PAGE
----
Star We did 32 episodes that first season, so we had a lot of time to work out the kinks. It wasn’t until around 23 or 24 that I felt like I was able to embrace the soap aspect. That was the guiding principle: Let’s just try to do anything to keep the viewers hooked and entertained.

Bissett It was at its most popular when it went over the top.

Zuniga All that stuff with the baby! I gave birth, and then Kimberly starts to help me, then kidnaps the baby, then I get the baby back, and then it’s kidnapped again, then Kimberly breast-feeds my baby. All I did was scream at people.

Bissett Jane almost married Richard Hart [Patrick Muldoon]. Then I killed him … At least I thought I did. We put him in the trunk; we were out with our shovels and flashlights. And we dug a hole; we put him in it. And then his hand pops out of the ground.

Show I was shot at Shooters and was blown up in a boat. I did have many brushes with death.

Cross I had a crazy scar on my head. I wore a double wig. I breast-fed Jo’s baby, blew up the apartment building. I did everything you can imagine, and every time I would say, ”Are you kidding me? I can’t do this!” But I did it all.

Locklear I thought it was funny that when the apartment exploded there was a cell phone in my boot that I could use to call for help. We all survived and then moved back in there, as if there was no other place we could live. We all hated each other, but we still mingled at the pool. Somebody move already!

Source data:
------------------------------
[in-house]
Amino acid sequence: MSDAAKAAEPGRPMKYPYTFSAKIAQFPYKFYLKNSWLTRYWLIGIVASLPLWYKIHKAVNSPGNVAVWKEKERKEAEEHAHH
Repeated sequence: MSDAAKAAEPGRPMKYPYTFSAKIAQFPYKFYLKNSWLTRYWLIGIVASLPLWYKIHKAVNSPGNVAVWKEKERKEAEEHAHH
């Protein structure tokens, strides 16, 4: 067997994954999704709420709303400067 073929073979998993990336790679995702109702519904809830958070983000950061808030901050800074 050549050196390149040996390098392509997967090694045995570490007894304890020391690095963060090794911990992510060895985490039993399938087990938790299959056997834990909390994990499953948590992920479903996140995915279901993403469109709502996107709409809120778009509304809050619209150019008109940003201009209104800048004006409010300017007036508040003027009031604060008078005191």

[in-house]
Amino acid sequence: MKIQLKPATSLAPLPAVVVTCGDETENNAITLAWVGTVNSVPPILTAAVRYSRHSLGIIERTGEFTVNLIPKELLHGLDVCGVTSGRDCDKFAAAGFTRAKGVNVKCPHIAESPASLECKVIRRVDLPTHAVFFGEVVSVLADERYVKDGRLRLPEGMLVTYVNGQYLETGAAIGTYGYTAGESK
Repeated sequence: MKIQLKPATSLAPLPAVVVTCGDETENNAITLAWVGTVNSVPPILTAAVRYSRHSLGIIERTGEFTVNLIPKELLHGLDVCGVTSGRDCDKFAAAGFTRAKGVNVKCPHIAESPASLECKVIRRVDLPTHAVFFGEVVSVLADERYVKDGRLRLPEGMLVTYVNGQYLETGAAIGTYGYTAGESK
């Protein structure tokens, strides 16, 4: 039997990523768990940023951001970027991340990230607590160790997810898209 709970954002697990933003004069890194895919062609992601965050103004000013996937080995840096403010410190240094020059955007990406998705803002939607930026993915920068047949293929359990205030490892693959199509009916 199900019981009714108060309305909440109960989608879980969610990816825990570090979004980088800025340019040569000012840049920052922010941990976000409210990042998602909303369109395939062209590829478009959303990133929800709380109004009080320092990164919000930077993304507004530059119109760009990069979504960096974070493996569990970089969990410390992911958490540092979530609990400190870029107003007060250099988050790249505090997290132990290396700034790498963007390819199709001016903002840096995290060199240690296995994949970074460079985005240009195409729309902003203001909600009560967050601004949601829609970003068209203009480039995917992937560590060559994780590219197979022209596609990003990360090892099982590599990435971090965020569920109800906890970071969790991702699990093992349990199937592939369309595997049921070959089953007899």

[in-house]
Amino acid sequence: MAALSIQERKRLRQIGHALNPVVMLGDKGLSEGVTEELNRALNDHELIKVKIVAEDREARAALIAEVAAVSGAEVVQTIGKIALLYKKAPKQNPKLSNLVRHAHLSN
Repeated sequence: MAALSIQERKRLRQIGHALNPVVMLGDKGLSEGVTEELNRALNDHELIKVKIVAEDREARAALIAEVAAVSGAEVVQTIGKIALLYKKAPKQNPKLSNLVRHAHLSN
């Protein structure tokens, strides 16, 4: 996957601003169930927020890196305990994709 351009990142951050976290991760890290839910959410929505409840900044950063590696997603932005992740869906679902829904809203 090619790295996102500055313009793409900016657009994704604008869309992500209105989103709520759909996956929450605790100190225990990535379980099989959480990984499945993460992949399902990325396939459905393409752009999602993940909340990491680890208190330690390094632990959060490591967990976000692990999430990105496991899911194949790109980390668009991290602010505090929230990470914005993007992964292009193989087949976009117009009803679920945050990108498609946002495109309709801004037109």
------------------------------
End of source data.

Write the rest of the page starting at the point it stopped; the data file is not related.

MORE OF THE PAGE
Leighton Crazy was Sydney’s normal. I wore miniskirts with white patent-leather go-go boots and my hair in a flip. I remember some blackmail experience with Amanda where I was in a Japanese kimono with chopsticks in my hair. I was crushing on Michael, so I broke into their apartment, tried on Jane’s wedding dress, Jane and I fought, and I ended up in the pool — which makes perfect sense. I was also a stripper for a while.

Shue I really didn’t [get to] enjoy the fun, campy stuff until year 2 or 3, when I turned into evil Billy and married Brooke [Kristin Davis]. I do recall being more on the straight side, serving as the emotional core. Though there was that whole stalker story line where Billy went up to Seattle to beat up Keith [William R. Moses].

Melrose lasted seven seasons on Fox, and served as a springboard for the cast’s and creator’s careers.

Star It cracked open the whole idea of doing nighttime soaps for TV. People weren’t doing them. The thought of any kind of continuing story line was seen as cheapening the process. Closed-ended stories were the mantra.

Thorne-Smith I got the call from David E. Kelley to do Ally McBeal; it came really quickly after Melrose. That was a once-in-a-lifetime thing.

Show It was the seminal job of my career. There is BMP — Before Melrose Place — and AMP. To this day I’m still working because of that show.

Zuniga I just feel so fortunate that I got to be on a show that made a lot of people happy.